Consider the control measures

As stated in the Health and Safety at Work Act 1974, employers are required to take reasonable steps to ensure that they are keeping their employees safe, consider these two questions:

  1. Can I eliminate the hazards altogether?
  2. How can I control the hazards to minimize the risks?

It’s important to note that you aren’t expected to eliminate all the risks, but you must do everything you can to mitigate them.

Record the findings

If your business has over five employees, you are required to physically write down and record your findings. Your risk assessment is proof that a risk assessment has been carried out and that measures were put in place to mitigate the risks.

Your physical records should include:

  • The hazards you’ve identified.
  • Outline who is at risk of harm and how.
  • What steps you have taken to control the measure.

Share the risk assessment with your employees

As an employer you should share the findings of the risk assessment with your employees. This should include any control measures that you’ve put in place. You should confirm that all your employees have read and understood the risk assessments.

This stage should also be recorded.

Review the assessment and keep it up to date

You should ensure that you are regularly reviewing your risk assessment. This will help you identify if your control measures are ineffective, or if a process has changed and the control measures need updating.

implementing a risk management system and risk assessment tools will help to control hazards and risks within the workplace.

Who will typically complete the risk assessment?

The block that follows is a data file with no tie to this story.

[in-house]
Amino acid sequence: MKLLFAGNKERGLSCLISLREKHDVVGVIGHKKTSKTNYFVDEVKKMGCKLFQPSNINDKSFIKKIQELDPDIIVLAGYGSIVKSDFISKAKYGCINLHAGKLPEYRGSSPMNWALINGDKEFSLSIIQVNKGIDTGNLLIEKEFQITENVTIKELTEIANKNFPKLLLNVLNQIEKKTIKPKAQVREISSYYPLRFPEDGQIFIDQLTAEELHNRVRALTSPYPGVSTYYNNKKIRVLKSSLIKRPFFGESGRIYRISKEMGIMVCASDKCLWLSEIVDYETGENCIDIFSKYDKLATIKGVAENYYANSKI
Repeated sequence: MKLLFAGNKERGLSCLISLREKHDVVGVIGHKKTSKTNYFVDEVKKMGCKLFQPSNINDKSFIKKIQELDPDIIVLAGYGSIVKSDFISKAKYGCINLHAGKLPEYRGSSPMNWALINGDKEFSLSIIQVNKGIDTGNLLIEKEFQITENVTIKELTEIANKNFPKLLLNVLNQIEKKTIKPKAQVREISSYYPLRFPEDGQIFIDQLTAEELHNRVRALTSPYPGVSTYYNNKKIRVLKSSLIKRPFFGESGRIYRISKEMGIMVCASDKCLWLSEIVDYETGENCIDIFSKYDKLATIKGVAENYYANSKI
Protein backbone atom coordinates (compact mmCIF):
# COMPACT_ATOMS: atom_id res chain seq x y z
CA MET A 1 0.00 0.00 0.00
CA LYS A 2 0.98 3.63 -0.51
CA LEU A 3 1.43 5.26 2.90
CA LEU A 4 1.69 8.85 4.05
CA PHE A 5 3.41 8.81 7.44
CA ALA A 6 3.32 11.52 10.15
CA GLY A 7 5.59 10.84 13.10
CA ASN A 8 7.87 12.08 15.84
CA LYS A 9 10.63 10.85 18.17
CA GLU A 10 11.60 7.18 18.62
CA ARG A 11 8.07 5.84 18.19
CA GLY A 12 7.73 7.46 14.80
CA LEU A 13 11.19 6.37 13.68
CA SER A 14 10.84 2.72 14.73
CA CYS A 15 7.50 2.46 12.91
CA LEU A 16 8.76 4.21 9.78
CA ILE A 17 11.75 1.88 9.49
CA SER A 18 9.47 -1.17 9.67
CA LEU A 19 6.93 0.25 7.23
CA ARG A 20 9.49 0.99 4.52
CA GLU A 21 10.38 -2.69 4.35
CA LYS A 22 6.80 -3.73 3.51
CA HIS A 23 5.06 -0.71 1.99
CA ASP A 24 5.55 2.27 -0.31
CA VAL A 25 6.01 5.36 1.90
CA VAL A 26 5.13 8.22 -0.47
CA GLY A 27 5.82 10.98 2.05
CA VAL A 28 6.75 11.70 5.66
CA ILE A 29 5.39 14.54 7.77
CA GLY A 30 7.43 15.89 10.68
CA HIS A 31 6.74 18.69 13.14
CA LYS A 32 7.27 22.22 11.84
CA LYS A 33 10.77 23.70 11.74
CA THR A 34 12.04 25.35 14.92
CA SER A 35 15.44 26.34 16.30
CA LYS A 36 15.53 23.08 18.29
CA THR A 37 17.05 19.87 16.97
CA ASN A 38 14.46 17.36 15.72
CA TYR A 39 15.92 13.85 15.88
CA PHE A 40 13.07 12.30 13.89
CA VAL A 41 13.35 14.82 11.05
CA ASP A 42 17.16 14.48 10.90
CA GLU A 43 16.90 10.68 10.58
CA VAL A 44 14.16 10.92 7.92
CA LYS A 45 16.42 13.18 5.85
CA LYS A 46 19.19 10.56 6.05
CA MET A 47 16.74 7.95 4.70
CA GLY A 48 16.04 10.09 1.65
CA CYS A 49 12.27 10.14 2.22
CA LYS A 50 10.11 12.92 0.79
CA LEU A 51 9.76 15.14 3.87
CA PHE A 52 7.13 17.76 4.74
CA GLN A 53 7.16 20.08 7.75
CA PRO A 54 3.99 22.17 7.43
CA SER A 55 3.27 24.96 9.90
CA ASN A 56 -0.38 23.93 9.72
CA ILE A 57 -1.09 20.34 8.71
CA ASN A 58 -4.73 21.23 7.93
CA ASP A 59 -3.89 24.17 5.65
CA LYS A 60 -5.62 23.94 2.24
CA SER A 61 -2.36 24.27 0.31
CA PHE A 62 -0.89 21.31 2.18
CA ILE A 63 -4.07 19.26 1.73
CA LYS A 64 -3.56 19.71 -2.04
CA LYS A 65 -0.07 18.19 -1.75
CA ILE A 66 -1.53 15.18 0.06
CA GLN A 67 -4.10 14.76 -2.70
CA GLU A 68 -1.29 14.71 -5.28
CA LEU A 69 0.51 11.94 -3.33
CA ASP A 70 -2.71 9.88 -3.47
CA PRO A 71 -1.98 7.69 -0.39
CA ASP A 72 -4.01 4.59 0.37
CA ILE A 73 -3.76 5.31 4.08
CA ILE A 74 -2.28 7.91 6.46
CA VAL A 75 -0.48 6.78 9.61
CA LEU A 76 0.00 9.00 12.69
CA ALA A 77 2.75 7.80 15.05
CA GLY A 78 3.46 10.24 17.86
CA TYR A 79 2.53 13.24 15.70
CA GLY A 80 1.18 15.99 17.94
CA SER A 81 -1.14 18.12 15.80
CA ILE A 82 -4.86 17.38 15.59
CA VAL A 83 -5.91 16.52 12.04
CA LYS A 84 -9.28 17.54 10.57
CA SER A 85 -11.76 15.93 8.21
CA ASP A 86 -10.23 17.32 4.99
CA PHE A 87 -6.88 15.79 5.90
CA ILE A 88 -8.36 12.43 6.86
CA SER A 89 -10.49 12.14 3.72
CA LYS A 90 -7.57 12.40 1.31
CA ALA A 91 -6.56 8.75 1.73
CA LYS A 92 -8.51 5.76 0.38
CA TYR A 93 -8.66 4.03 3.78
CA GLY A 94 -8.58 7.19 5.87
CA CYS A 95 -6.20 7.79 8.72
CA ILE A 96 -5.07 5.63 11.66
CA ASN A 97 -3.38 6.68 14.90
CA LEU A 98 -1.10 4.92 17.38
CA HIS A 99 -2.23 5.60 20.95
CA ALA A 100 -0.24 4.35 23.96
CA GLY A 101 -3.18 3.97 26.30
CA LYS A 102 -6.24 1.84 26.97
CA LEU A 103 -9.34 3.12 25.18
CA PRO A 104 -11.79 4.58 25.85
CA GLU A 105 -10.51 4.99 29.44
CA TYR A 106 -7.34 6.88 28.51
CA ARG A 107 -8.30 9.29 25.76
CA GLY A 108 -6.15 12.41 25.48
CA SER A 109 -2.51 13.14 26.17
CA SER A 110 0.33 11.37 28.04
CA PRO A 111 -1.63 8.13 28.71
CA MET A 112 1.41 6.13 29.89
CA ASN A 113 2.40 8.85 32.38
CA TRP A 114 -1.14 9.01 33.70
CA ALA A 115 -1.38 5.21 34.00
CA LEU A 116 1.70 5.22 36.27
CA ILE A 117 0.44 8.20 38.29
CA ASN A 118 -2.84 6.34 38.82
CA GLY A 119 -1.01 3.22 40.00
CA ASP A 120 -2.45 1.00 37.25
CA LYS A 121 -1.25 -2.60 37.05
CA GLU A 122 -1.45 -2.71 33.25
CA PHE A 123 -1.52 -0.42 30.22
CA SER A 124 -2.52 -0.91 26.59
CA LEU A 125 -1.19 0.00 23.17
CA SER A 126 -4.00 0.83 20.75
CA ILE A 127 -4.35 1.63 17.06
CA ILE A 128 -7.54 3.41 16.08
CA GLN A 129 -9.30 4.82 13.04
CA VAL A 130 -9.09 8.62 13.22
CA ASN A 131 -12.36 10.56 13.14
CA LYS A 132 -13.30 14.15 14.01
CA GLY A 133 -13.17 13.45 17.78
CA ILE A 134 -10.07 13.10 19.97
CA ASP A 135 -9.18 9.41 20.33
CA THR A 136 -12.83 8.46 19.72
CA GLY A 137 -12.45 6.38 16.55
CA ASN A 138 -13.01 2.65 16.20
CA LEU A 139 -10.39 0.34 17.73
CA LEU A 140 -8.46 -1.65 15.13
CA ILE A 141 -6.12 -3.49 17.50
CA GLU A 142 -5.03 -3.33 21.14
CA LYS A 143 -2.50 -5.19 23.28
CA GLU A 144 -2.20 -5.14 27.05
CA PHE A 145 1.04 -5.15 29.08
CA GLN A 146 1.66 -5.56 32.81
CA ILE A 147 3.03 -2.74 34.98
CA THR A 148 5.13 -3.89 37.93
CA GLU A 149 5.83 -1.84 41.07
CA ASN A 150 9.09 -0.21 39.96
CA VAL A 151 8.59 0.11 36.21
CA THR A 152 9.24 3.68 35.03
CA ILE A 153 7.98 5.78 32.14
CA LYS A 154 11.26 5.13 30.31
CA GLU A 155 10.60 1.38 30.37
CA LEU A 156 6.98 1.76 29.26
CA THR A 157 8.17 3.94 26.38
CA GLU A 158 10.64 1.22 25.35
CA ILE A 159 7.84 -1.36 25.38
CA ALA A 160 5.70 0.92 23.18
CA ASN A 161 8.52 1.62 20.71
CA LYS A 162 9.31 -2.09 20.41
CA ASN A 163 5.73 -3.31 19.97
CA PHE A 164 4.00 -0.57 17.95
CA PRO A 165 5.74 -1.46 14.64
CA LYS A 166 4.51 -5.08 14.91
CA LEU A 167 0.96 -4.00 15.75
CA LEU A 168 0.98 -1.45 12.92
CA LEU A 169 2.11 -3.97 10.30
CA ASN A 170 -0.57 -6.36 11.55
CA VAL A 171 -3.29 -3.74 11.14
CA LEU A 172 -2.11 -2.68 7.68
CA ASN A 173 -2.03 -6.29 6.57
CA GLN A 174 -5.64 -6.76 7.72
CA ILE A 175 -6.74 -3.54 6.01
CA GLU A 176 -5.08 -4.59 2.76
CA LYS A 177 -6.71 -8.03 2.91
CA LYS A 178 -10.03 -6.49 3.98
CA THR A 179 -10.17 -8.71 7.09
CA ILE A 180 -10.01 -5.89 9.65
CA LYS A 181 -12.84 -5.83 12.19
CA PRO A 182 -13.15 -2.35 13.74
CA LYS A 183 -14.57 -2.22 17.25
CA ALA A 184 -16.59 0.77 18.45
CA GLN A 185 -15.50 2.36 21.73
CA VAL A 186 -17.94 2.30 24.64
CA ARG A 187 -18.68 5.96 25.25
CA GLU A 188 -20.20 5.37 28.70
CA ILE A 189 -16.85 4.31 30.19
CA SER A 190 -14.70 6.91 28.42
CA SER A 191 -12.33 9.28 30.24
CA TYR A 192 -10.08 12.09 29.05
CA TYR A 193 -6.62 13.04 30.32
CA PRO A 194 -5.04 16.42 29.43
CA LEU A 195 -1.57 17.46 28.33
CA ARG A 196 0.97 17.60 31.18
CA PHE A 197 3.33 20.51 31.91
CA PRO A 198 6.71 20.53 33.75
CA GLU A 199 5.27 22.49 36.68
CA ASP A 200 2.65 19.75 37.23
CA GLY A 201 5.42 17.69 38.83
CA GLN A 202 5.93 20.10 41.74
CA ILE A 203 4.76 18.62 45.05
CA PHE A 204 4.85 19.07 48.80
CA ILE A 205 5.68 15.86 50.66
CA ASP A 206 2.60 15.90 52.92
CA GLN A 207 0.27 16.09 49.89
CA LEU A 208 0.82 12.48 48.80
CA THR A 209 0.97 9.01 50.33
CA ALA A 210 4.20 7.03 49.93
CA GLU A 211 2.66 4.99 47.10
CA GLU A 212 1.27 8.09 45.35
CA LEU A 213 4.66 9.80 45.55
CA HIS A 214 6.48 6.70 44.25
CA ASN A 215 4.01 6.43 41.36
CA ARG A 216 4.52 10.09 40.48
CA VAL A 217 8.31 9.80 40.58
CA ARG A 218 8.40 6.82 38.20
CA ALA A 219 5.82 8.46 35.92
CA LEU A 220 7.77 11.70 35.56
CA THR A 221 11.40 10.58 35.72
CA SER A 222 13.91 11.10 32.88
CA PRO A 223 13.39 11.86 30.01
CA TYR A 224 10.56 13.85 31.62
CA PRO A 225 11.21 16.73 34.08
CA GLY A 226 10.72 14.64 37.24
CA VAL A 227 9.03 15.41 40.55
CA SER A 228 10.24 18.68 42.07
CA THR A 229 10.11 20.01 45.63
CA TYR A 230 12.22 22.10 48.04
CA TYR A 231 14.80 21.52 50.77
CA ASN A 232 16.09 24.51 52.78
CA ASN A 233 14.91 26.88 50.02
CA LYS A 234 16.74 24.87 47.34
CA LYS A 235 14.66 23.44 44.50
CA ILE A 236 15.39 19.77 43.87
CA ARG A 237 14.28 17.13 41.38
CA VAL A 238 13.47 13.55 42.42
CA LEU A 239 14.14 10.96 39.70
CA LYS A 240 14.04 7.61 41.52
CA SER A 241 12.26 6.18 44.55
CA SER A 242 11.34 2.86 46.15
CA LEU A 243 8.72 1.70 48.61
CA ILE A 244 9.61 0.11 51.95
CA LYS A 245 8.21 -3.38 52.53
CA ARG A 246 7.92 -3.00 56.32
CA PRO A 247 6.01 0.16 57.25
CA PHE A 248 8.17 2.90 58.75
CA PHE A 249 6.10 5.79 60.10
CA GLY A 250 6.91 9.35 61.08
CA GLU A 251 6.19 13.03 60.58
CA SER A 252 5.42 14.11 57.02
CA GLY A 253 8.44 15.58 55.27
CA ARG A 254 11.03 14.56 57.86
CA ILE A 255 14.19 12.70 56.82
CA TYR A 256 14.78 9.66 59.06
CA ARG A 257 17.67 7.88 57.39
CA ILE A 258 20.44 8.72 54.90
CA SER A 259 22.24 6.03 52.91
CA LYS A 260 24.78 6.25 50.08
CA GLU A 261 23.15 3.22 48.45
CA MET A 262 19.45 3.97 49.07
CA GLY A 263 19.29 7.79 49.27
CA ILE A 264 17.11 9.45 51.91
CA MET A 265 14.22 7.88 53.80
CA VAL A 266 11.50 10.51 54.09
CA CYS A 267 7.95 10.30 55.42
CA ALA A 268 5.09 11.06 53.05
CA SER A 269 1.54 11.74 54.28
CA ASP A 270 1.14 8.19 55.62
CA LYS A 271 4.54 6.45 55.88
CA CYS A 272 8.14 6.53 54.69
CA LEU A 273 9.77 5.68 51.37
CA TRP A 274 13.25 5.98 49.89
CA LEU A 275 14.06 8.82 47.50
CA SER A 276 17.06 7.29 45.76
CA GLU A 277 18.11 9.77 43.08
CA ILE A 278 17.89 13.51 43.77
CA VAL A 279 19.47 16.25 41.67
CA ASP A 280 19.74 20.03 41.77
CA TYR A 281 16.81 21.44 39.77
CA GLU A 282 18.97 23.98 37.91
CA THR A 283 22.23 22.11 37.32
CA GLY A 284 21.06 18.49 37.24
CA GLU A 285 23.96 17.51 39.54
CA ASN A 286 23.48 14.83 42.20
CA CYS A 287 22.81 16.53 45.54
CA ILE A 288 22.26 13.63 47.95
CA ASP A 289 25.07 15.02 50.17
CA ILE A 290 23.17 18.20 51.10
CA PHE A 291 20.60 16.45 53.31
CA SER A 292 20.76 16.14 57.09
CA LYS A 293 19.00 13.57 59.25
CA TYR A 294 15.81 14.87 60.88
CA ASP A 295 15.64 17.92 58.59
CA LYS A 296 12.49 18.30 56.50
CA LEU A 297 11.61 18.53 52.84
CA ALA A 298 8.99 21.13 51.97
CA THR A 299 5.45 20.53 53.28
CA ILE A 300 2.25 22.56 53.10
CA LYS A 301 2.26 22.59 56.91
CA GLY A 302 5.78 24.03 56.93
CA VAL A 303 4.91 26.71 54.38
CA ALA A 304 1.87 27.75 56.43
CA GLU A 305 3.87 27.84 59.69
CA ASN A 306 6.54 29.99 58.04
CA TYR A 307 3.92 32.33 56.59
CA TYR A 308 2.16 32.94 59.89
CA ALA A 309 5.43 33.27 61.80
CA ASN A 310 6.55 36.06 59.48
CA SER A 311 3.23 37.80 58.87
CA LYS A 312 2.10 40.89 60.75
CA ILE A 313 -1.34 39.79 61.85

Risk assessments should be carried out by the competent person from your business. This will help ensure that you are compliant with health and safety laws.

As the employer, you are responsible for your employees health and safety and wellbeing in your absence. The competent person should manage health and safety, including risk assessments.

Choosing the competent person

You should consider all your employees when choosing the competent person.

The competent person is someone who has sufficient training, knowledge, and experience in managing health and safety in your workplace. The competent level required is dependent on how complex the workplace risks are.

Although the competent person doesn’t need any health and safety qualifications, it should be taken into consideration in the selection process.

an employer filling out the quantitative risk assessment forms and identifying hazards in the workplace.

Get expert help

Employer Advice has a team of dedicated HR and Health & Safety experts who only work with employers. With over 80 years of experience in helping employers take the stress of handling their Health and Safety obligations.

Get in touch with one of the team on 01455 712 863.

More About
Joanne Nicholls
Joanne is one of Employer Advice's business consultants. With over 5 years of experience, Joanne has been supporting businesses with their employment law and HR problems.